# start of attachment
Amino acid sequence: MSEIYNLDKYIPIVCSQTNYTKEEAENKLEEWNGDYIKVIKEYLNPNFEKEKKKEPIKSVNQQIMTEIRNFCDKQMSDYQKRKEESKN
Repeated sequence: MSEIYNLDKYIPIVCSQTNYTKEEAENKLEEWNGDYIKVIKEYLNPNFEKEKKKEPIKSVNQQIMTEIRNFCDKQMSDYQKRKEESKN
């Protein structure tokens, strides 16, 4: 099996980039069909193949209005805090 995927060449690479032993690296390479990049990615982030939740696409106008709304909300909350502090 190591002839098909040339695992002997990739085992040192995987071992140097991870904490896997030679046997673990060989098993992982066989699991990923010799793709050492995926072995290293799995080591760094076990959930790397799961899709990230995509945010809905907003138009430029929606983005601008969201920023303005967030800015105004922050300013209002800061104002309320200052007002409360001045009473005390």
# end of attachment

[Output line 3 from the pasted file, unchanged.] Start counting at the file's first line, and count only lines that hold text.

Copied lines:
């Protein structure tokens, strides 16, 4: 099996980039069909193949209005805090 995927060449690479032993690296390479990049990615982030939740696409106008709304909300909350502090 190591002839098909040339695992002997990739085992040192995987071992140097991870904490896997030679046997673990060989098993992982066989699991990923010799793709050492995926072995290293799995080591760094076990959930790397799961899709990230995509945010809905907003138009430029929606983005601008969201920023303005967030800015105004922050300013209002800061104002309320200052007002409360001045009473005390």